Ed Davey suggested British Gas had charged one of the highest prices to domestic customers in the last three years. Photograph: Getty Images.
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Six questions answered on Centrica's share price fall after suggestions British Gas could be broken-up

Why is Ed Davey investigating British Gas’s profit margins?

British Gas owner, Centrica, suffered a fall in share price today after the UK energy secretary investigated its profit margins and suggested the company may have to be broken up. We answer five questions on the potential break-up of British Gas.

By how much has Centrica’s share price fallen?

The share price fell by 3 per cent today after energy minister Ed Davey questioned the company’s dominance in the market. British Gas currently has 41 per cent of the domestic gas supply market in the UK, the largest share of any of the so-called "big six".

Why is Ed Davey investigating British Gas’s profit margins?

Davey said in a letter that profit margins made by the "big six" energy suppliers when supplying gas were actually higher than previously thought. In particular, he highlighted the high profit margin of British Gas and its large market share. He added that British Gas had charged one of the highest prices to domestic customers in the last three years.

He estimated that if gas margins were similar to electricity households would save on average up to £40 a year. Davey also provided information that showed Centrica saw profit margins of 11.2 per cent for its gas business in 2012. He suggested a market investigation.

Why has Davey said British Gas may have to be broken-up?

If an investigation found evidence of a monopoly this could result in the company being broken-up. As well as asking the competition authorities to investigate the profit margins as part of an ongoing review, he has written to energy regulator Ofgem and the Competition and Markets Authority asking them to consider all possible avenues "including a break-up of any companies found to have monopoly power to the detriment of the consumer".

What else has Davey said?

Mr Davey told the BBC: "This is a significant issue for consumers out there who are struggling with their energy bills."

In his letter he says: "Analysis of the profit margins of the energy companies shows that the average profit margin for gas is around three times that of electricity.

"There is also evidence that British Gas, the company with the largest share of the gas domestic supply market, has tended to charge one of the highest prices over the past three years, and has been on average the most profitable."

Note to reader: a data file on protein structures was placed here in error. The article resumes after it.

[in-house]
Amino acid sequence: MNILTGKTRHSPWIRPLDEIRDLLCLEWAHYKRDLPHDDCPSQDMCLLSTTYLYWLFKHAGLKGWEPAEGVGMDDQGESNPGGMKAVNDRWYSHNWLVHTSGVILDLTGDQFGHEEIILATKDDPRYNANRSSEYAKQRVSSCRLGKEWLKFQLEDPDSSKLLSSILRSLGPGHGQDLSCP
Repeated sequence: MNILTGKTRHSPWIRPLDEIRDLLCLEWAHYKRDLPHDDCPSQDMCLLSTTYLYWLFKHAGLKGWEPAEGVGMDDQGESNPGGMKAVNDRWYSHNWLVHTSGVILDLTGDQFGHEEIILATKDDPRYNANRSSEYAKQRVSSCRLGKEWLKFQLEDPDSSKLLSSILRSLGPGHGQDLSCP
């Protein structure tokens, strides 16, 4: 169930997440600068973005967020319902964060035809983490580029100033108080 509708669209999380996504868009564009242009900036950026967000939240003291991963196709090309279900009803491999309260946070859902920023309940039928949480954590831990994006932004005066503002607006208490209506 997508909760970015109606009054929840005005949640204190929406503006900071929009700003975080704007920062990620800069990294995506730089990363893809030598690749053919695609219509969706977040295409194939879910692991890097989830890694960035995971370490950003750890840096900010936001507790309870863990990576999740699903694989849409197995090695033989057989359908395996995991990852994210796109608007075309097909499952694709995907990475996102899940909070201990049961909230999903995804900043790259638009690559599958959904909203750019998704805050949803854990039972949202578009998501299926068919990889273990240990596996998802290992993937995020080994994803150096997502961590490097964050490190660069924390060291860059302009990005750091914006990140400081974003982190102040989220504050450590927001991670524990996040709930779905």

What has British Gas said about Davey’s comments?

In its statement, British Gas said: "We welcome this and have complied with all the requests for data which we have received.

"The data referred to in the Secretary of State's letter has already been fully disclosed and in the public domain for a number of weeks."

What have the independent experts said?

Some have queried why this publicly available information hasn’t been investigated by Ofgem already.

However, Richard Lloyd, the executive director of the consumer rights group Which?, told the BBC the intervention was hugely significant and suggested Davey agreed with Which? that the structure of the biggest energy companies is partly to blame for the price hikes.

"It will now put huge pressure on the regulators, in a matter of weeks, to announce that they're taking the first steps towards potentially breaking up the very biggest of the big energy companies," he added.

Heidi Vella is a features writer for Nridigital.com

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Tory Brexiter Daniel Hannan: Leave campaign never promised "radical decline" in immigration

The voters might not agree...

BBC Newsnight on Twitter

It was the Leave campaign's pledge to reduce EU immigration that won it the referendum. But Daniel Hannan struck a rather different tone on last night's Newsnight. "It means free movement of labour," the Conservative MEP said of the post-Brexit model he envisaged. An exasperated Evan Davis replied: “I’m sorry we’ve just been through three months of agony on the issue of immigration. The public have been led to believe that what they have voted for is an end to free movement." 

Hannan protested that EU migrants would lose "legal entitlements to live in other countries, to vote in other countries and to claim welfare and to have the same university tuition". But Davis wasn't backing down. "Why didn't you say this in the campaign? Why didn't you say in the campaign that you were wanting a scheme where we have free movement of labour? Come on, that's completely at odds with what the public think they have just voted for." 

Hannan concluded: "We never said there was going to be some radical decline ... we want a measure of control". Your Mole suspects many voters assumed otherwise. If immigration is barely changed, Hannan and others will soon be burned by the very fires they stoked. 

I'm a mole, innit.